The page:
On the coat tails of Byron’s overnight fame -- for he published Childe Harolde’s Pilgrimage to instant success -- there was the scandal with Lady Caroline Lamb. At first it was mutually obsessive soap opera. The Lady, parent to a dead child and an autistic one, and struggling with marital tension, welcomed the excitement in her life, and famously declared, “that beautiful pale face is my fate.” But Byron quickly grew tired of her -- she was “too thin” to love. He moved on, and the poor Lamb began stalking him, disguised as a boy to avoid notice. She burned an effigy of him in a bonfire, dancing hysterically. She slit her wrists at a party, and later took a knife and tried to stab herself in front of him. She sent him her pubic hair in the mail.
Later, Byron, who was continuing to publish and becoming quite the celebrity, began officially to court Annabella Milbanke, though he was already involved -- with his own sister. They’d only known each other briefly growing up, and upon meeting as adults felt a mutual chemistry. There is a very disturbing but totally realistic possibility that Byron was actually father to sister Augusta’s child. Though some refute the obvious, saying there is no "proof," Byron wrote poetry about doomed incestuous love, and expressed freely his relief that the child had not been born an ape. He pointed out himself that the child was born ten months after their reunion, and that Augusta had not been living with her husband at the time of conception.
He also alluded to the notion that marriage may be his last chance “at salvation,” and so married Annabella. With her stuck in her bedroom, Byron carried on with his sister in the parlour. After one year of enduring his verbal abuse, and his frequent expressions that he did not need her for any purpose, as he preferred Augusta, his wife fled with newborn Ada. Byron would never see them again.
The Lord was exiled after the spectacle of this ménage a trois. Abroad, he wrote poetry constantly, traveled and had many more scandalous love affairs. He got involved with Greece’s rebel army, despite the absence of military experience. Some speculate that his life of late night carousing, drinking, laudanum abuse, and sudden military engagement were forms of roulette- self-destruction, tempting death.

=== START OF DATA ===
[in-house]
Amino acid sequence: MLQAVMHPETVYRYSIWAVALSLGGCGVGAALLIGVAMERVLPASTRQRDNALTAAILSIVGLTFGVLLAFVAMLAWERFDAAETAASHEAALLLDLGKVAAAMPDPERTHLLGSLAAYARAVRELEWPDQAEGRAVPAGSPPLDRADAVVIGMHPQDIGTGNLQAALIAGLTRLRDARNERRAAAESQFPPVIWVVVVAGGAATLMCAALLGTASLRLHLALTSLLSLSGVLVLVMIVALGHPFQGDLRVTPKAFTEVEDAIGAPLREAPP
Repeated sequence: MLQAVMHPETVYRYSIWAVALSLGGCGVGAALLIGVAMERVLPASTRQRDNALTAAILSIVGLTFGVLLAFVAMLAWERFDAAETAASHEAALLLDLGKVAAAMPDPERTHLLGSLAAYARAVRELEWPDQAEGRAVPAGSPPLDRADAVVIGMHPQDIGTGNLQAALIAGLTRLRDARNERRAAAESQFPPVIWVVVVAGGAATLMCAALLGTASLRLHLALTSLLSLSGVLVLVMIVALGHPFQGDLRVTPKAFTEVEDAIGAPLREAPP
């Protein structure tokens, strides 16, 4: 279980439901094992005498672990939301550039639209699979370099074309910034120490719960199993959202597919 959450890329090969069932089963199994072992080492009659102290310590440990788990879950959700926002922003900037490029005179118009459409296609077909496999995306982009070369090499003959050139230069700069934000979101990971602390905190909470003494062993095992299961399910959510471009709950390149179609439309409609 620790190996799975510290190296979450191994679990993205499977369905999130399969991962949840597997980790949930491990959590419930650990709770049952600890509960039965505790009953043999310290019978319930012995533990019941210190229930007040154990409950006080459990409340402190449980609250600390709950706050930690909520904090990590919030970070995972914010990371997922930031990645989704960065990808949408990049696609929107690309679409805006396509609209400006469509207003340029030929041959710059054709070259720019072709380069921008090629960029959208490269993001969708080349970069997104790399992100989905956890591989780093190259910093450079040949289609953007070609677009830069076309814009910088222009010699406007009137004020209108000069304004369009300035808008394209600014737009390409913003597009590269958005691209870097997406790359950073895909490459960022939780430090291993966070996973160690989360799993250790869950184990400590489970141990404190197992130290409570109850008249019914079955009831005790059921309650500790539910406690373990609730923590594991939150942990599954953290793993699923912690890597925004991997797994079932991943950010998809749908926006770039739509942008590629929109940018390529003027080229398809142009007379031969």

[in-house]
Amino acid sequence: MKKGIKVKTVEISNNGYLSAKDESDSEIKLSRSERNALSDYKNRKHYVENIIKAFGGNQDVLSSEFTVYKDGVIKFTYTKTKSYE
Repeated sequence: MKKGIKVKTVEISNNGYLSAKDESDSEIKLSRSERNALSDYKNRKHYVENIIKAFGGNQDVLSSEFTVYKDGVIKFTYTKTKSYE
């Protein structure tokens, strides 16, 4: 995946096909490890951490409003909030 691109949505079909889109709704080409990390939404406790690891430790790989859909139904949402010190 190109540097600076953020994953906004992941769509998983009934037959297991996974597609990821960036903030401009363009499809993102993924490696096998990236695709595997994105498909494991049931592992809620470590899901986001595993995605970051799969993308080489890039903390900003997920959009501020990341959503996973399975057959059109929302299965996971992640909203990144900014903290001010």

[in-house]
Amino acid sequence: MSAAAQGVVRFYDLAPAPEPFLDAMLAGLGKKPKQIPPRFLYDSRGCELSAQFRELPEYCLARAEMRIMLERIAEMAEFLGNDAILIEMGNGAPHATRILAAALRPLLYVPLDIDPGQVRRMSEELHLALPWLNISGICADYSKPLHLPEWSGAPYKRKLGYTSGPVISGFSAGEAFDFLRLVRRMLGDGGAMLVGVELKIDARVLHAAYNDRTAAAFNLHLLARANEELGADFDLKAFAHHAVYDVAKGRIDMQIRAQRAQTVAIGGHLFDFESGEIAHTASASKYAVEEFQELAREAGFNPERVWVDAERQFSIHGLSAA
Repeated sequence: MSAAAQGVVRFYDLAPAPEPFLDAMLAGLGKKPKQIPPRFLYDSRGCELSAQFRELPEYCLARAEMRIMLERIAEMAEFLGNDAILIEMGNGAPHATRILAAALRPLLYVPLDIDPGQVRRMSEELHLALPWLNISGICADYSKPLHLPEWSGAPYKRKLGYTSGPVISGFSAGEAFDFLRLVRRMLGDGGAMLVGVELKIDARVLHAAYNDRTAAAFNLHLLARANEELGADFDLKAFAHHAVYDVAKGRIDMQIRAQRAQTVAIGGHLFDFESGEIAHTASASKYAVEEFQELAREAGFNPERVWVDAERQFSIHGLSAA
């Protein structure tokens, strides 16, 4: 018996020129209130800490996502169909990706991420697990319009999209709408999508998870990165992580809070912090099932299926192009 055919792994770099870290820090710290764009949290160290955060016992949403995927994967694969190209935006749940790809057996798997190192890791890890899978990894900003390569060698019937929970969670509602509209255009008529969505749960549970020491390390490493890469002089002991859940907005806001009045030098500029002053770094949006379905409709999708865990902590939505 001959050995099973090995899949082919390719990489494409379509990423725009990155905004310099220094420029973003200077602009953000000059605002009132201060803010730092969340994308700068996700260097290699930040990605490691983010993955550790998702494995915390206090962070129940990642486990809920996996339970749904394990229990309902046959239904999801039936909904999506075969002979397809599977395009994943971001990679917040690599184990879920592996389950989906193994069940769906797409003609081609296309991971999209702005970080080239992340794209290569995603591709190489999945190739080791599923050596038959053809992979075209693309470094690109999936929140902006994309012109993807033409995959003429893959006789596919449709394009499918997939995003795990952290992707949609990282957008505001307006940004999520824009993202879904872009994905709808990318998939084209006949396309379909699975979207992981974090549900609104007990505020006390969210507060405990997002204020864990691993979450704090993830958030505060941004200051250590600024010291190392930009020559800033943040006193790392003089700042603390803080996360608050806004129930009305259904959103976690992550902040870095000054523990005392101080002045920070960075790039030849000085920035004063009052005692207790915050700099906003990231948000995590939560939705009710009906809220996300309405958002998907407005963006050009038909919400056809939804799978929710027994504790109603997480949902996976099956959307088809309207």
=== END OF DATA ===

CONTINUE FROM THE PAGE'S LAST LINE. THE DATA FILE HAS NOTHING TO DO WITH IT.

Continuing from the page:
Certainly Byron suffered suicidal depressions throughout his life, between bouts of what he described as losing his mind. He also feared being fat, and would often binge and purge. A stunning eulogy by Dr. Kay Redfield Jamison leaves little doubt that Byron was severely bipolar. In the end, however, he lost his life to a fever in 1824. He may have survived the illness had bloodletting not been in vogue. The doctors literally drained Byron’s life, giving rise to Romantic vampire cults nearly two centuries later in New Orleans.
Byron was refused a ceremony and burial when shipped to England’s Westminster Abbey, due to his questionable morality. Perhaps it is more fitting that he was laid to rest at St. Mary Magdalene’s Church in Nottingham.
It’s rare that an artist is a legend in his or her own life, and Byron’s mythology expanded from the moment he died, 36 years old. Societies, cults, and associations of Byron abound worldwide; gay teenagers seek solace in his love poetry; his expanse of poetic works from She Walks In Beauty Like the Night to Don Juan are immortal among the undead or the not-yet-dead; his persona appears in countless incarnations throughout literature, cinema, and popular fiction. He does indeed appear as vampire in a novel by Tom Holland, and he even made a brief appearance on Star Trek. The great composers Schumann, Berlioz, and Tchaikovsky, among others, wrote symphonies and operas for their fallen lord. Other artists, writers, and filmmakers too numerous to count were inspired by the great poet.
Though the tempestuous melodrama of Byron wounded spirits in his wake, the good lord himself lamented his chaotic mind. Nonetheless, he understood that fine madness’s contribution to his poetry, which may not have existed at all, had he not been in constant states of upheaval or despair. Dr. Jamison said it best when she wrote, “He was not alone among writers and artists in having to play out the cards of a troubled inheritance.”
As a wild and crazy artist, poet, and writer, this babe’s favourite thing in the world is learning about other unusual lives. Lorette C. Luzajic began writing about Fascinating People: gossip for smart people (at fascinatingpeople.wordpress.com), and now writes Fascinating Writers for Bookslut, and Fascinating Queers for outimpact.com. She also writes about poetry, art, chick stuff, addiction, bipolar life, celebrities, spirituality, and poetry and fiction. Care of the Soul writer Thomas Moore called her poetry imaginative, witty, and profound. Her collection, The Astronaut’s Wife: Poems of Eros and Thanatos, and her just-released second book, Weird Monologues for a Rainy Life (irreverent ramblings from the end of the world) are available online. Visit www.thegirlcanwrite.net for more details.